31 Days of De-Stressed Living, Day 25: Understand Your Limitations

time suitcaseAre you a “drama junkie”?

When I was a kid, my Sunday school teachers taught me that “joy” was about “Putting Jesus first, Others second, and Yourself last.”

What they didn’t say is that is also the recipe for resentment, when the balance gets out of whack.

I’ve had to learn the hard way, for example, that holding down a full-time job and full-time family means that there is only so much I can do for someone in crisis. Pray. Call. Take a meal or send a comfort box. Perhaps work out a short visit. But I cannot in most cases make the problem go away — and if I spend too much time helping my neighbor tend his garden, the weeds begin to take over my own.

It often doesn’t feel like enough. Selfish, even. But is it selfish to recognize that I have limited resources (time, energy, money) and need to prioritize giving my family what they need?

Sometimes, my “drama junkie” tendencies win, and I rush headlong toward a crisis, trying to eradicate any trace of the problem — there’s a rewarding kind of emotional rush that goes with it. It took me a long time to realize this, but this is a very real form of selfishness, abdicating the responsibilities of my own vocation in order to over-extend myself in someone else’s garden.

The last time I did that — taking over the care of three boys whose mother was fighting leukemia — put my own children at risk (something we discovered, and paid for dearly, a year later). Sure, my friend needed help — but my children needed protecting even more. That experience taught me the importance of understanding my own limitations, and of not letting the “drama junkie” win.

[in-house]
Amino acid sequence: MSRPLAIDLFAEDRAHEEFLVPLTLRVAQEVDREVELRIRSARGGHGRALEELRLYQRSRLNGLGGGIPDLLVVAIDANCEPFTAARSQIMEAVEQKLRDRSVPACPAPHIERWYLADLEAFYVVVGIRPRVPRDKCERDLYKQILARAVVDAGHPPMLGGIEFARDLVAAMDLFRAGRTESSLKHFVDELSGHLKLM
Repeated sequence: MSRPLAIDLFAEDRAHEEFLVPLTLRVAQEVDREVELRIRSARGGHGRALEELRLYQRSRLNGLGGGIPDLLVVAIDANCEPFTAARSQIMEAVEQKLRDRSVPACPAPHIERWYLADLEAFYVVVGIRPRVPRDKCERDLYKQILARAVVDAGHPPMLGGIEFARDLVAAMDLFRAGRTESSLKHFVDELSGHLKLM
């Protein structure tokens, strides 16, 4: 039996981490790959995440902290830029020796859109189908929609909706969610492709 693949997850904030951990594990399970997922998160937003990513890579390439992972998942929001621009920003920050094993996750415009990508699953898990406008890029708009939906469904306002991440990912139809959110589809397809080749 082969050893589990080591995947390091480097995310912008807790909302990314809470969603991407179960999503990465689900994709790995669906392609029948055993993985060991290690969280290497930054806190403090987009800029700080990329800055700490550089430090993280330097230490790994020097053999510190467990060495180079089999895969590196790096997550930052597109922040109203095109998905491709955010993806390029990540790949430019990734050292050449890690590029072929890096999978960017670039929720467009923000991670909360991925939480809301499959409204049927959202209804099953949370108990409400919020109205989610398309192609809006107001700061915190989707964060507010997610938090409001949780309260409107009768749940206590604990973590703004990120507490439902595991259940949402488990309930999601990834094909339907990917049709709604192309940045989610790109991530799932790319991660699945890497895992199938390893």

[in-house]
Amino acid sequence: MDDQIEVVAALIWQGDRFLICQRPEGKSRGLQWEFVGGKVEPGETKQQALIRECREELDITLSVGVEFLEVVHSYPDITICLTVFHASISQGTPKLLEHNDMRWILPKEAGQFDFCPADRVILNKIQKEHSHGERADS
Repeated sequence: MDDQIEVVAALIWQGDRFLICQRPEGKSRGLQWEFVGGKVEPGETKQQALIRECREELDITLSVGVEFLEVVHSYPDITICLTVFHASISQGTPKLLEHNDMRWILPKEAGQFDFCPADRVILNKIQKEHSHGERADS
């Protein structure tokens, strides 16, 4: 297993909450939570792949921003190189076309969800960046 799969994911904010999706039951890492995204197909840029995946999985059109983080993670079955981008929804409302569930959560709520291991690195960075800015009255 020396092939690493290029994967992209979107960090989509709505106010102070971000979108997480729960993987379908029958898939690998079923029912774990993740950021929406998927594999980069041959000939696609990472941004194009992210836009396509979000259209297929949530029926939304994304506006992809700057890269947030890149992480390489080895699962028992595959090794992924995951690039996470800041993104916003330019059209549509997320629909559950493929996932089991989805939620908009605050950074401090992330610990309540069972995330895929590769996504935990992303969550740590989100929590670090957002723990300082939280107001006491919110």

Do you have to fight your inner “drama junkie”? Is there any area of your life where you are over-extending yourself, and need to acknowledge your limitations?

 

 

 

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“Don’t Be Weird, Mom!”

(This is a continuation of the series of articles reflecting on Come Be My Light and the spiritual motherhood of Blessed Mother Teresa of Calcutta, patron of adoptive and foster families, which I began earlier this year. For the original post, click the title.)

Sarah is an extraordinary walking paradox. She will parade around the house (and in public as often as I let her) with a mind-blowing array of fashion statements:
I applaud her budding confidence (insofar as it does not exceed the bounds of propriety). What puzzles me is that if I do anything the least bit unconventional … breaking into an impromptu chorus of “Sunrise, Sunset” and a little softshoe while I’m washing dishes, say, Sarah will invariably give me her stock response:
“Don’t be weird, Mom! People will think you’re weird!”

To which I respond, “Let them! The only thing that really matters is what God thinks of me, what I think of myself … and, to a different degree, what my family thinks about me.”